Cultural Policy Imperatives in Theatre for Development Practice in Sub-Saharan Africa and its Implication in the Field

by Ofonime Inyang (South Africa/Paper Session)

200x200pxOfonimeInyangThe application of the techniques of theatre for development (TfD) to tackle the development problems of rural communities is considered by researchers and development practitioners as timely and relevant in the global crusade against hunger, poverty and other development challenges (Desai, 1990; Dinesh, 2005; Conrad, 2004; Ebewo, 2004; Nwansa, 2009; Akashoro, Kayode and Husseini, 2010). The current realisation of the theatre for development or applied theatre praxis and practice in the universe of participatory communication and its current adoption by international development agencies and practitioners as the model of its project implementation in many parts of the world sends a clear message of function, relevance and practicality. The need for intervening policy mechanism that can build bridges of understanding, align methods of operations and mitigate this “identity crisis” (Govender, 2009) becomes imminent especially in Africa that currently witnesses constant testing of several dimensions of hybrid practices that claim the applied theatre label. Can cultural policy instruments and training be useful in this direction? What role can development practitioners and local artists play in this regard? Are there global best practices that can serve as models for such an initiative? This paper examines these issues using critical theory and constructivism (Reason, 1988; Mcctaggart, 1991; Chambers, 1994; Cornwall and Jewkes, 1995; Babbie and Mouton, 2001; Bradbury-Haung, 2001; Baum, Macdougall and Smith, 2006; Rifkin, 2010). In this regard, the paper will analyze existing cultural policy documents in Nigeria and South Africa. The local policy frameworks that guide the operations of council for arts and culture in the various states of Nigeria and the South African State Theatre policy on community theatre and arts practices will be reviewed. The study will also interview local artists, cultural practitioners and officials of ministries concerned with the creative enterprise in the aforementioned countries.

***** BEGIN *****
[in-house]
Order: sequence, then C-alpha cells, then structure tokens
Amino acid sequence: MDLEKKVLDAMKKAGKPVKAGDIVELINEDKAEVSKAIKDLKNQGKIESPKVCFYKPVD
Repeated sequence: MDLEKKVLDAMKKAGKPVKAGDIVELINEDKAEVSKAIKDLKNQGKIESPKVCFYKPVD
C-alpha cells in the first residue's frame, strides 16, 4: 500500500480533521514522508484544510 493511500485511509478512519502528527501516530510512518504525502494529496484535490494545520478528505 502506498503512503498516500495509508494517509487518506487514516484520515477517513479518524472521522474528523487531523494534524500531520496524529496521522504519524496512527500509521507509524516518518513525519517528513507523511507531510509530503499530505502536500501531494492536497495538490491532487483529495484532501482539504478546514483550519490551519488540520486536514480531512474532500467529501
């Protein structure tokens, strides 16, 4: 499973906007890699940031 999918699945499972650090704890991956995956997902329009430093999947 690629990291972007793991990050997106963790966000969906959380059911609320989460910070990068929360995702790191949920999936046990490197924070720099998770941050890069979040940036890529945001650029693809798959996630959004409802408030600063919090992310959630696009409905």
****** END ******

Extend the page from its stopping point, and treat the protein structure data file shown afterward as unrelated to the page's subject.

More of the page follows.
Beyond the Creative City: Cultural (Policy) Pathways towards Sustainable Urban Development

by Nancy Duxbury (Portugal/Thematic Session) 

Under a ‘creative city’ banner, culture has played a driving role in urban redevelopment, economic and branding strategies, and social inclusion initiatives in many cities. But an unevenness of impacts has become evident in the ‘socially regressive’ form of creative city, and there have been calls for more multi-dimensional strategies, more nuanced approaches that are sensitive to local cultures and difference, and greater attention to redistributive outcomes. There is also growing concern to go beyond ‘creative city’ intercity competition and invent strategies to involve artistic-cultural actors in fostering more sustainable cities. The session investigates local level initiatives that provide insights into emerging lines of local cultural policy interlinked with city development trajectories that lie beyond the heavily critiqued and unsustainable ‘creative city’ intercity competition that prevails among cities globally today. It also contributes to the underdeveloped and emerging interdisciplinary research field on culture and sustainable development. The question of co-constructing appropriate cultural policy for more sustainable living and local development embeds culture within issues of promoting participation, cooperation, and local democracy. The Thematic Session was developed in the framework of COST Action IS1007 Investigating Cultural Sustainability and the forthcoming book, Culture and Sustainability in European Cities: Imagining Europolis (eds. S. Hristova, M. Dragićević Šešić, N. Duxbury), Routledge.